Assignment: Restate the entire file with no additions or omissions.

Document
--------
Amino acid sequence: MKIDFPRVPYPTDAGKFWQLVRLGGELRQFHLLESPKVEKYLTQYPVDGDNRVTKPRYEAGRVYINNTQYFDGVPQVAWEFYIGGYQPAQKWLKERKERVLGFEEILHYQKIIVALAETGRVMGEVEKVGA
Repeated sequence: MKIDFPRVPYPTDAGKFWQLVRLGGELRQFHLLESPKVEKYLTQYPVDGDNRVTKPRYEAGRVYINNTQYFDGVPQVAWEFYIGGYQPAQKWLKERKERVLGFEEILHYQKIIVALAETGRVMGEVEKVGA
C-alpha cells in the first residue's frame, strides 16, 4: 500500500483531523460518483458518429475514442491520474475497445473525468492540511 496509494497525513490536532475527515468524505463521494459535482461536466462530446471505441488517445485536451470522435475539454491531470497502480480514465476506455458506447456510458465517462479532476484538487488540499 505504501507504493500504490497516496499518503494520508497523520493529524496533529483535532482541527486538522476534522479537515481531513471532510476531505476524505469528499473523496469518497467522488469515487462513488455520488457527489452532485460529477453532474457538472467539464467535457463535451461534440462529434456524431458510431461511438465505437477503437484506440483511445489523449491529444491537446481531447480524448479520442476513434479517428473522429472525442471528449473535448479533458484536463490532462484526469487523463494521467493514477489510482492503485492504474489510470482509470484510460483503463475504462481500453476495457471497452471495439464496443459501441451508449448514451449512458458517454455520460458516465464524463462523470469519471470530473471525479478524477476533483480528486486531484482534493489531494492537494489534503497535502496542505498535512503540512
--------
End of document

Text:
Amino acid sequence: MKIDFPRVPYPTDAGKFWQLVRLGGELRQFHLLESPKVEKYLTQYPVDGDNRVTKPRYEAGRVYINNTQYFDGVPQVAWEFYIGGYQPAQKWLKERKERVLGFEEILHYQKIIVALAETGRVMGEVEKVGA
Repeated sequence: MKIDFPRVPYPTDAGKFWQLVRLGGELRQFHLLESPKVEKYLTQYPVDGDNRVTKPRYEAGRVYINNTQYFDGVPQVAWEFYIGGYQPAQKWLKERKERVLGFEEILHYQKIIVALAETGRVMGEVEKVGA
C-alpha cells in the first residue's frame, strides 16, 4: 500500500483531523460518483458518429475514442491520474475497445473525468492540511 496509494497525513490536532475527515468524505463521494459535482461536466462530446471505441488517445485536451470522435475539454491531470497502480480514465476506455458506447456510458465517462479532476484538487488540499 505504501507504493500504490497516496499518503494520508497523520493529524496533529483535532482541527486538522476534522479537515481531513471532510476531505476524505469528499473523496469518497467522488469515487462513488455520488457527489452532485460529477453532474457538472467539464467535457463535451461534440462529434456524431458510431461511438465505437477503437484506440483511445489523449491529444491537446481531447480524448479520442476513434479517428473522429472525442471528449473535448479533458484536463490532462484526469487523463494521467493514477489510482492503485492504474489510470482509470484510460483503463475504462481500453476495457471497452471495439464496443459501441451508449448514451449512458458517454455520460458516465464524463462523470469519471470530473471525479478524477476533483480528486486531484482534493489531494492537494489534503497535502496542505498535512503540512